1) Structures that help teachers to know their students well and to work with them intensely. These include smaller schools and the clustering of students and teachers that allows teachers to work for longer periods of time each day, and over weeks and years, with smaller numbers of the same students. Examples of such structures are interdisciplinary projects, multi-year advising, and longer class periods to undertake more ambitious chunks of academic work.
2) Exhibitions of student work that make it clear to all students, teachers and parents what various classes are working on, what the school values, and what constitutes good work.
3) Collaboration among teachers that is focused on students’ learning. One very strong organizational feature of these successfully reformed schools is that teachers work on two kinds of teams — one that focuses on curriculum planning within subject areas and another that focuses on a shared group of students and their needs. This structure leads teachers to assume joint responsibility for a number of students, working with them in multiple subjects and counseling them for several years. It allows teachers to become more accountable for students’ success. It motivates teachers by increasing their involvement in students’ lives and their control over the total learning process. This curriculum and assessment teamwork requires staffs to focus together on academic issues important to the whole school and helps them develop shared, explicit standards.
4) Shared decision making. This includes teachers hiring their colleagues, developing evaluation systems, conducting peer reviews, making curriculum decisions, setting standards for assessing students’ and teachers’ work, and deciding on professional development. Students and parents are often included in these activities as well. Because these schools are deliberately kept small, there is a sense of empowerment and access and a greater sense of shared purpose, commitment and effort.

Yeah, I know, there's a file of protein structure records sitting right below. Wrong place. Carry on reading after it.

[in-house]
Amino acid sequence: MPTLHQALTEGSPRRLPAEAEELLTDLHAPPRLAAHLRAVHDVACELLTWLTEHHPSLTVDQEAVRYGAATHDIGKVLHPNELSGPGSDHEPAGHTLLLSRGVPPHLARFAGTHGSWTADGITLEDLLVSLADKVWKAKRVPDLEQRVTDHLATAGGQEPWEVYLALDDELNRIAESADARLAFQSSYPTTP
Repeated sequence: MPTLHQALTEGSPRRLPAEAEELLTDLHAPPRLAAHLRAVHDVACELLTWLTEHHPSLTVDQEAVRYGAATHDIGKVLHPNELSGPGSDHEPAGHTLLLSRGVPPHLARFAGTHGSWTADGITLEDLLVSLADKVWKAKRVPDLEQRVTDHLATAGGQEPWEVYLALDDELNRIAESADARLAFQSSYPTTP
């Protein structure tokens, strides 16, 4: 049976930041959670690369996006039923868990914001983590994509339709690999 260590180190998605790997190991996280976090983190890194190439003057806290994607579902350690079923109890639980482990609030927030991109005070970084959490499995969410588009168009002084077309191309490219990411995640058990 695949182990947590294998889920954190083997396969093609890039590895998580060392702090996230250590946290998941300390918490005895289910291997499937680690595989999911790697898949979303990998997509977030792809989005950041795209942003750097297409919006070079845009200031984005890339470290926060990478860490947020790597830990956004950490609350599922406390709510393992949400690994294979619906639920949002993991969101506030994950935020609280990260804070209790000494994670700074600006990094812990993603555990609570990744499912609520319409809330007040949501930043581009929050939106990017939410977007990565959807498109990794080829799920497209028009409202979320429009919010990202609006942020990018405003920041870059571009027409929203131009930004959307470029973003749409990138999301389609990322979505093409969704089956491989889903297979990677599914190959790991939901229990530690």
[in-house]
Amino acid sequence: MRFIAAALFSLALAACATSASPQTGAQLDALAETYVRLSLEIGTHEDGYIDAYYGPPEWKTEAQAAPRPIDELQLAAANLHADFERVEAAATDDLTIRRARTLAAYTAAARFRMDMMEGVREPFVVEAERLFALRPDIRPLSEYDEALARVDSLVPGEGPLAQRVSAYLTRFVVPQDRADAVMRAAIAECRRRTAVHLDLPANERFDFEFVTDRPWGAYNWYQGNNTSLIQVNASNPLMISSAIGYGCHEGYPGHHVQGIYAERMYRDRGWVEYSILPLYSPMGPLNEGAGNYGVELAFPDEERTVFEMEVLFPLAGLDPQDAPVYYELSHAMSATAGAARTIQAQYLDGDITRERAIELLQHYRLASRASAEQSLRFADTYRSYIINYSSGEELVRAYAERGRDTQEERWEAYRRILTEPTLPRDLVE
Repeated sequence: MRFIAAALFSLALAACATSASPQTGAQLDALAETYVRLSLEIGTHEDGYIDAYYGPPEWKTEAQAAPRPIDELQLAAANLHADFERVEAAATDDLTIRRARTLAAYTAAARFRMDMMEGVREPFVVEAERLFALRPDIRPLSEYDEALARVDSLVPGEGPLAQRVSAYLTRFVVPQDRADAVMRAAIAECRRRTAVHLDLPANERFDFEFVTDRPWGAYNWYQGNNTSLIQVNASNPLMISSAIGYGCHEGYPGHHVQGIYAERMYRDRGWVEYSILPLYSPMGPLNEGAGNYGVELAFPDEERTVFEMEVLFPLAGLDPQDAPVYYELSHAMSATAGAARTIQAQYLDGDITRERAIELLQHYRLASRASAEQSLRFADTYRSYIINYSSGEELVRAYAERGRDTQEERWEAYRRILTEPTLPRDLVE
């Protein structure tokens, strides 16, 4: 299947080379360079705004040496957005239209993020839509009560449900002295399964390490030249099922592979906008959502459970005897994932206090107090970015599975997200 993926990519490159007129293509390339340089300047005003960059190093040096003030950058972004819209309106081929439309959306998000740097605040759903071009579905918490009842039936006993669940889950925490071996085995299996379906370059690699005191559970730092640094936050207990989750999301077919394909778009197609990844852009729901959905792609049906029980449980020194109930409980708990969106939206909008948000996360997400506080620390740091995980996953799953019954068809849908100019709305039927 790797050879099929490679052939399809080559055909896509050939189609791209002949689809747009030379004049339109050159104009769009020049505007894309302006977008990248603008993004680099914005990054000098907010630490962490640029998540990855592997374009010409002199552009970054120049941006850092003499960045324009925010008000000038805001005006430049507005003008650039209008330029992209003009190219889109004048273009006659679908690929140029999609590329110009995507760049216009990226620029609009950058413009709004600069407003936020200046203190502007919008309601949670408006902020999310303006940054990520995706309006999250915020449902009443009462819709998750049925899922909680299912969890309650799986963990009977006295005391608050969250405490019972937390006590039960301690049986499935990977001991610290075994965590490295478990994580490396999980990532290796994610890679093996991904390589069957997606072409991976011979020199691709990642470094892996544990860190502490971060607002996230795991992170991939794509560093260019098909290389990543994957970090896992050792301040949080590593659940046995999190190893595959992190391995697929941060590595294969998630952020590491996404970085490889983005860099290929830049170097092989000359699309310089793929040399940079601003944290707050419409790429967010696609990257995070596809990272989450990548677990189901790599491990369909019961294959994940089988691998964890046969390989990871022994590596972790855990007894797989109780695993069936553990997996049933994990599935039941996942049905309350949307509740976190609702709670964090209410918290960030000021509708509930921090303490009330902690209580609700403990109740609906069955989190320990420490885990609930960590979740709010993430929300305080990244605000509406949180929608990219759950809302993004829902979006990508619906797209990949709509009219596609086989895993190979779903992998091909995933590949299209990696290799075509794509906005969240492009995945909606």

In our search for what works, we must be prepared to deal with the problems inherent in change, to acknowledge that reforming education is difficult and it requires everyone in the process to learn new things and adapt to new structures. Telling schools what they “should” do will not get us from research to practice, says Darling-Hammond. She reminds us that we “can not mandate what matters most.” For example, substantial research suggests that tracking tends to hurt low-track students without greatly benefiting high-track students and that retaining students in grades actually slows down their learning and dramatically increases dropout rates. However, there are profound problems of pedagogy, organization and community politics to be solved by schools that try to invent alternatives to these practices. Schools need encouragement and support to think and work productively about these problems so that their reform efforts can succeed.
“The Right to Learn and the Advancement of Teaching: Research, Policy, and Practice for Democratic Education” Educational Researcher Volume 25, Number 6, September 1996 pp. 5-17.
Published in ERN November/December 1996 Volume 9 Number 5